331 F2d 483 Mongoose Gin Company v. United States

331 F.2d 483

MONGOOSE GIN COMPANY and Clinton Manges, Appellants,
UNITED STATES of America, Appellee.

No. 20939.

United States Court of Appeals Fifth Circuit.

April 15, 1964.

Rehearing Denied May 22, 1964.

Lloyd E. Stiernberg, Carter, Stiernberg, Skaggs & Koppel, Harlingen, Tex., for appellants.

James R. Gough, Robert C. Maley, Jr., Asst. U. S. Attys., Woodrow Seals, U. S. Atty., Houston, Tex., for appellee.

Before TUTTLE, Chief Judge, and RIVES and WISDOM, Circuit Judges.

TUTTLE, Chief Judge:

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This is an appeal from a judgment of deficiency against the appellants on a promissory note given to the Small Business Administration in the sum of $250,000. The deficiency was established by the trial court upon allegations of the complaint asserting the execution of the several instruments, which allegations were all admitted by the defendants, the appellants here, together with the admissions of the truth of requests for admissions to sixteen questions tendered by the government to appellants. Following the response of the appellants to the government's request for admissions, and upon motion, the trial court entered a summary judgment in favor of the United States.


The response of the appellants to the request for admission admitted the truth of all of the statements made with the exception of the statement contained in number 13, "After allowing all credits from all sources there is due and unpaid on the promissory note described in request for admission number 5 the sum of $86,295.54, plus interest at the rate of 5½% per annum from November 7, 1961." Even as to that statement the defendants made a qualified admission. They stated that the Court had struck certain paragraphs of their answer, and if the court's striking of such paragraphs was legally correct then "request number 13 would be admitted." They further stated, "if the matters set out in defendants' original answer do not constitute a defense, then request number 13 would be admitted, but if they do constitute a defense, then request number 13 would be denied."


This, then, brings us to the question as to whether the trial court erred in striking the parts of the defensive pleadings referred to in appellant's response.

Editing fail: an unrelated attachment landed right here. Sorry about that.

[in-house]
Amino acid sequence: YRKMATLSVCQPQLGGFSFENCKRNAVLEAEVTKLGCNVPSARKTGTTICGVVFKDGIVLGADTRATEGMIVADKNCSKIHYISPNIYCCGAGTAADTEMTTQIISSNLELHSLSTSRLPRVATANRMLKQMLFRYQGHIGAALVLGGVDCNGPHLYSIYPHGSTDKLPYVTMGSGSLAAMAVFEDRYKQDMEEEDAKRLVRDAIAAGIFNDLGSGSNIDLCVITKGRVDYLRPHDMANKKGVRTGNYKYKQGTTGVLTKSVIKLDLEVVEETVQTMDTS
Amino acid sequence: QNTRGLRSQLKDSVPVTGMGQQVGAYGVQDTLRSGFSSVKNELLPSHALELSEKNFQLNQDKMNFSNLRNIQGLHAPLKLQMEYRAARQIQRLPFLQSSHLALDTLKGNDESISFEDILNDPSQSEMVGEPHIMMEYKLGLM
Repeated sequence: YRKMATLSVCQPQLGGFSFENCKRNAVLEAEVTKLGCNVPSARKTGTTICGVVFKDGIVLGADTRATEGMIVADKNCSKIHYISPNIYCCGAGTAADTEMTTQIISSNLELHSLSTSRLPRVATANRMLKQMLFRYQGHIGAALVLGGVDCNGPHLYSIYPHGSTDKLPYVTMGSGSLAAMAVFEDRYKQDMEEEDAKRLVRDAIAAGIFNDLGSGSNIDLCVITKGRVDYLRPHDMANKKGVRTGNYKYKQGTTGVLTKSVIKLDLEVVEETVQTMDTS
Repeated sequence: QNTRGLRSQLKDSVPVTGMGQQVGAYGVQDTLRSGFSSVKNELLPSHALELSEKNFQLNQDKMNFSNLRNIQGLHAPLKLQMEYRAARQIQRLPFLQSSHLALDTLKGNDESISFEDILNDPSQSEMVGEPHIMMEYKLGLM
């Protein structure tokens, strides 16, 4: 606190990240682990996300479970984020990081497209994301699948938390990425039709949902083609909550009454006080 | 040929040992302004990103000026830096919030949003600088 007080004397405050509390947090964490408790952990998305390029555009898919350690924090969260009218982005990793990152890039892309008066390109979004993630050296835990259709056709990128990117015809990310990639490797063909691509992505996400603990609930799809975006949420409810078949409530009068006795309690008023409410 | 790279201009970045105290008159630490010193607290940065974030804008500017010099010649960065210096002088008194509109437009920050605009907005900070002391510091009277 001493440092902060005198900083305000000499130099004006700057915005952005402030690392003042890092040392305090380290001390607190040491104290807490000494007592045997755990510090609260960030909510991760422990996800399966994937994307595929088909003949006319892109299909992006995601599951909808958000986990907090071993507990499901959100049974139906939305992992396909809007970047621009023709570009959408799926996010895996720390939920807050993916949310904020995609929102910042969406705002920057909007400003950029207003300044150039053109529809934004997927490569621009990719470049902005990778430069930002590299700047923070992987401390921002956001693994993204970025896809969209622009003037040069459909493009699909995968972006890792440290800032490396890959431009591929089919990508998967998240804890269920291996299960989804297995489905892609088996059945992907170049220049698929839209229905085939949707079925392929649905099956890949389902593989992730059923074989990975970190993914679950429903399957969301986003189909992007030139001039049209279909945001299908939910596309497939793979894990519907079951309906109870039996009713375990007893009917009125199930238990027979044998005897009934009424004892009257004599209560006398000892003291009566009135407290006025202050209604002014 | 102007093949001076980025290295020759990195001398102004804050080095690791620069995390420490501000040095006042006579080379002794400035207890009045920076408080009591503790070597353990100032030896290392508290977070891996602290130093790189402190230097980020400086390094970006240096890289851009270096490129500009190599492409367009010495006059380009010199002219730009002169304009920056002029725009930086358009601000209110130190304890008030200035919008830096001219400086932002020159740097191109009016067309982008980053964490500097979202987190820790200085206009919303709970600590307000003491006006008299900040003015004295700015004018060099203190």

First of all, we should note that appellants here assert a ground of reversal that was not included in their defensive pleadings as a defense to the complaint. This ground is their contention that when the chattel mortgages were foreclosed, they were foreclosed at public sale without a court order, and that such a sale, not being "prescribed" under the Texas statutes, was void. The two chattel mortgages provided that mortgagee "shall have the right (a) to sell at private sale, with or without notice," or "(b) to sell all or any part of said property at public sale in the manner prescribed by law," or "(c) to enforce its lien by suit in a court." It is clear that no effort was made to sell at a private sale and there was no effort to enforce the lien by a suit in court. The appellants contend that since the Texas statute has no provisions for selling property under a chattel mortgage at public sales, but that such sales are entirely creatures of contract, there could be no foreclosure in the terms of the provisions of section (b), because there was no "manner prescribed by law." This point was never raised before the trial court. The point was not included as a ground of defense in the pleadings filed by the appellants, and the appellants by their answer to the request for admissions expressly stated that the deficency was due unless their defenses as pleaded constituted a good defense. This argument, therefore, may not now be made as a basis for a reversal of the trial court's judgment.


The remaining defenses which were ordered struck from the pleadings by the trial court related to the methods of sale of the real property and of the fixtures that were attached to the land. As to this species of property the appellant corporation had executed a separate chattel mortgage, as well as having included it in the original trust agreement given as security to the Small Business Administration. As we have heretofore pointed out in the case of Metals Development Company v. United States, 5 Cir., 322 F.2d 210, a case arising out of the same foreclosure sales, the sales were conducted within the precise authority granted in the security instruments, and the appellants can not complain that sales so conducted were in any way unfair to them or that sales thus conducted chilled or stifled the bidding.


To the extent that the trust instrument secured by the real estate, which also purported to include all of the fixtures, was inconsistent with a subsequent execution by the same mortgagor of a chattel mortgage conveying as security the same items the mortgagor is in no position to complain because this was the voluntary act of the mortgagor itself.


We find no error in the action of the trial court in striking the defensive allegations dealing with the method of conducting the sales or the establishment of the deficiency. It having been admitted by the appellants that if the court properly struck these grounds of defense the deficiency was due and owing, the judgment of the trial court must be

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